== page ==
“What need you, being come to sense,
But fumble in a greasy till
And add the halfpence to the pence
And prayer to shivering prayer, until
You have dried the marrow from the bone”

Mick Hall • 19 March 2007

The London and Dublin broadsheets have been full of articles which claimed the elections for the Stormont Assembly, which took place in the north of Ireland on the 7th March, were a victory for the Democratic process. Some even went as far as to claim that the DUP and SF, having emerged from the polls as the two largest parties within the Assembly, ‘had seen off any threat from extremists’. (The Guardian proclaimed in a headline, “Voters rebuff extremists and give hope for Stormont Assembly” [9.3.07.])

Those of us who have followed the antics of the leaders of these two organizations, Gerry Adams and Ian Paisley may shudder just a little at this, for in their past practice they have both shown scant regard for Democratic niceties, accountability or practice. Indeed if they had, the six counties may not have descended into what can only described as an in-terminal nightmare of death and destruction, which lasted for over four decades. Whilst neither men can be blamed for creating the fault-line that has been inherent within the northern Statelet since its inception, they both shoulder a great responsibility for violently driving the sectarian wedge into the shifting plates, and thus splintering the two communities asunder.

Whilst the end of para-military violence is to be welcomed, any Stormont Administration which emerges out of the recent election will be far short of being a democratic government —as most who live in Western Democracies understand the term— and to pretend otherwise is to display an absolute contempt for the Irish people. What we will have is an elected sectarian dictatorship that came into being due to the British Government and their Unionist acolytes’ desire to end the PIRA insurgency whilst maintaining the status quo. They have achieved this by covering, with a charade of democratic foliage, the right of the Unionist minority within Ireland to have a permanent veto on the political reunification of the Irish Nation. That the SF leadership were enticed into supporting this by the offer of a Ministerial limo and the trappings of a departmental brief is bewildering —not only for Mr Adams’ Republican critics, but also his friends, although many of the latter have now convinced themselves that when the time is right, Mr Adams will pull a rabbit out of his hat which will still make it possible for reunification to take place by 2016, as he once predicted with such certainty. I fear they are in for a bitter disappointment. In reality all the SF Ministries will contain will be a giant rubber stamp with a crown on its head, and a cash point from which the SF ‘ministers’ will be allowed to finance a small number of pork barreled projects to keep the boyos quiet in their retirement.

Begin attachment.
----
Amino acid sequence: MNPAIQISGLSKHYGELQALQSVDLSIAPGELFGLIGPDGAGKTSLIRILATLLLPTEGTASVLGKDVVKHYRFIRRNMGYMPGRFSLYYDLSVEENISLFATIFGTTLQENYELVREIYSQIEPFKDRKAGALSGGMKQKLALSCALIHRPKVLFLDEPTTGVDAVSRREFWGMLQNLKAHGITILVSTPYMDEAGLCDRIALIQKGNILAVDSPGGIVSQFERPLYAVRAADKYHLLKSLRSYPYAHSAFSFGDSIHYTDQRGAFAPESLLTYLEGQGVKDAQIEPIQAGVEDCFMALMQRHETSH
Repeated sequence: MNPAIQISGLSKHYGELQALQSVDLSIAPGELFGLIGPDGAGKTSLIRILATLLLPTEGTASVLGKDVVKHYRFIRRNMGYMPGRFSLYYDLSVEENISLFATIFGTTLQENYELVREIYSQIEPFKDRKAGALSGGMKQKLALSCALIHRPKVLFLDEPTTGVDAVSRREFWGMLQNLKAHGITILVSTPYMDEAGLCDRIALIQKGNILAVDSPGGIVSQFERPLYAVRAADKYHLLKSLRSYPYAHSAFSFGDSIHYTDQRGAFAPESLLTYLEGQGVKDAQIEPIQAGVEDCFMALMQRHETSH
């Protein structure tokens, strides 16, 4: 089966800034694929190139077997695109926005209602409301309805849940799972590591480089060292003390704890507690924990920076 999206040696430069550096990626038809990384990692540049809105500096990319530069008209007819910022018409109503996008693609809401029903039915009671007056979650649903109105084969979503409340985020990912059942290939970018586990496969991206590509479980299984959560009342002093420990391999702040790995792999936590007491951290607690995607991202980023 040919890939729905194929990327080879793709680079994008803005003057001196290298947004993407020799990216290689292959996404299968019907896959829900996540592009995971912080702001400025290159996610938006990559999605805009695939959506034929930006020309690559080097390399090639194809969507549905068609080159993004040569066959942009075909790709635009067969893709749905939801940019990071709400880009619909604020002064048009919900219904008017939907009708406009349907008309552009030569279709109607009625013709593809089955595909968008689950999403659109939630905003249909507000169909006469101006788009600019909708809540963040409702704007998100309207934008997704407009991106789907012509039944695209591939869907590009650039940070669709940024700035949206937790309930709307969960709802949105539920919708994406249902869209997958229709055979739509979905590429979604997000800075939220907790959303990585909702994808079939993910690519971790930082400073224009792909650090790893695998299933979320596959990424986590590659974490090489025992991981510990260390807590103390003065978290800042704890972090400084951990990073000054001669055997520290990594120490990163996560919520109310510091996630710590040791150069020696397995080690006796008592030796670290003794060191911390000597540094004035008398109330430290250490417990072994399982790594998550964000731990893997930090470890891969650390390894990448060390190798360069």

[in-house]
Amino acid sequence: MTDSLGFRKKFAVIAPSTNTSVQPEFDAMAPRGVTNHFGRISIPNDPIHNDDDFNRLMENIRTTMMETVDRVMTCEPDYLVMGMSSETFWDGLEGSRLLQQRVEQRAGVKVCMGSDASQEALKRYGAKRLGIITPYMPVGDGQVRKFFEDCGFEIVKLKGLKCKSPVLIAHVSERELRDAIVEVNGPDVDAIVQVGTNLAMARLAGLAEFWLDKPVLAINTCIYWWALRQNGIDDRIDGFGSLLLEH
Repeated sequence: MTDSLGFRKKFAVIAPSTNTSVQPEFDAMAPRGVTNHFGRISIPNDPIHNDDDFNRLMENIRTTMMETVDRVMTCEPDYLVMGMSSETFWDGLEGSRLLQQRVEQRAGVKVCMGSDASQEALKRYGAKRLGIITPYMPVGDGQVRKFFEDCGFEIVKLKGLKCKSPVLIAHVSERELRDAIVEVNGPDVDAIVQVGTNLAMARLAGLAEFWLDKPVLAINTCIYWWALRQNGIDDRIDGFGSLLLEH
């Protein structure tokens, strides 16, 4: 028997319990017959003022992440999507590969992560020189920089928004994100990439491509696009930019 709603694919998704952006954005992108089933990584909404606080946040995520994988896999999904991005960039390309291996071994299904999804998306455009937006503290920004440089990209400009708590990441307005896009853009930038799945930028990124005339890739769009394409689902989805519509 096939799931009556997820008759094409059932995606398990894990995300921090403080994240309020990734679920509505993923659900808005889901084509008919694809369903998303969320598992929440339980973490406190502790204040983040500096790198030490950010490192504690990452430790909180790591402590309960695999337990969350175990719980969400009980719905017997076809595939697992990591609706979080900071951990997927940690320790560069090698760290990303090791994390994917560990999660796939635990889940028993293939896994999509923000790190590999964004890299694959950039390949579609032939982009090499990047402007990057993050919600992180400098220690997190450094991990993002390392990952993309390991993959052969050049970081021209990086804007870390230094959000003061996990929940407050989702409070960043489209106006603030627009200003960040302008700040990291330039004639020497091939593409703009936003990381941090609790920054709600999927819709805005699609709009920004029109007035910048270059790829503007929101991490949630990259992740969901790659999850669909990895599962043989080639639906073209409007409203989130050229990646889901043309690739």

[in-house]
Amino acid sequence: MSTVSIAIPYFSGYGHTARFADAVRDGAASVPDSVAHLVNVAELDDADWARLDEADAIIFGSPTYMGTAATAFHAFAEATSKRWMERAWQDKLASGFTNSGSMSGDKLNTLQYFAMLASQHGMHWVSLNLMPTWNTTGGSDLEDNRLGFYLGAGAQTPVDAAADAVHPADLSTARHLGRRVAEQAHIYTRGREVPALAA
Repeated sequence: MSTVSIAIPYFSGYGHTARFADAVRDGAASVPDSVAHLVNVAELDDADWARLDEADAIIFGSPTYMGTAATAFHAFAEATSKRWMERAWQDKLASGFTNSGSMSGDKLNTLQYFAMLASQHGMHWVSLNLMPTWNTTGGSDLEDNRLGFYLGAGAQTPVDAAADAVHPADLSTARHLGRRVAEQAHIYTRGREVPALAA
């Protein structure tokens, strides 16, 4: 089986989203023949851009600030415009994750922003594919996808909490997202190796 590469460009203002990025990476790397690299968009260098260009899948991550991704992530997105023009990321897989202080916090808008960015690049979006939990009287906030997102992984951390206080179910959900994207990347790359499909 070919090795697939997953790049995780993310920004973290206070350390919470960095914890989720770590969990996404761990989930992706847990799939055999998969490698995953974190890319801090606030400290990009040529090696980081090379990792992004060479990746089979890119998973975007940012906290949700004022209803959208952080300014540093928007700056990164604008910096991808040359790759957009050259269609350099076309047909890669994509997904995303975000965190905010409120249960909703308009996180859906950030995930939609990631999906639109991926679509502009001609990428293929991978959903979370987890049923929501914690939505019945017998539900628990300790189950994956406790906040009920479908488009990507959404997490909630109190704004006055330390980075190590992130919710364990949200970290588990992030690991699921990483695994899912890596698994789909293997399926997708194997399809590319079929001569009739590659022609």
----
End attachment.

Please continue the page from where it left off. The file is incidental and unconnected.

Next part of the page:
The whole point about a democratic system is when one tires of the government of the day, you vote them out. Not in the north of Ireland it seems, for there the best you can hope for is a form of Ministerial musical chairs. If the electorate so decides, true, the First Minister can be replaced if their party is no longer the lead Unionist party, but it is only to be a shuffling of the Ministerial pack, for were he to be dismissed by the electorate, a politician of a similar religious hue and political persuasion would take his place. (*It is always a he with the Unionists.) Far from the departing First Minister being on their way to the opposition benches; if he so wished, he would simply take up another Ministerial seat further down the political food chain.

There will be no opposition within the Stormont Assembly, which, for example, can pass a motion of no confidence; even if there were it would be pointless, for the same people from the same parties would be nominated for ministerial office all over again. True, a few MLAs from the minority Alliance and Green Party, plus an independent member of the Assembly have had the common decency to come together in the hope of performing the task of some sort of opposition, a duty which in any functioning democracy worthy of the name the main opposition party would have filled, but 9 out of 108 MLA’s will never be able to hold the executive to account.

From the UK State’s point of view, things could not have turned out better. They will have in place an administration in the north of Ireland which has all the trappings of a Democracy for the gullible to be enticed by, but it will in reality have none of the powers of such an institution for the reasons I have given, plus the fact that London will control the purse strings. Good or bad, whatever this mockney Stormont administration does, all the main northern political parties will be accountable, for ‘cabinet’ responsibility will prevail. Thus if the DUP ministers enact some paltry piece of legislation the Shinners disagree with, they can hardly object and remain in the Stormont administration. The Shinners, having spent such energies in getting into the Stormont system, are not going to expose its short comings and bring it down around their ears (even if the GFA allowed them to, which it doesn’t). So they will sit fast in their ministerial seats, neutered as the British government always intended, whilst the real show goes on in London, with an odd encore from the Dublin players.

Peace is good, but peace without honour can never be the end game.

First published on The Blanket []


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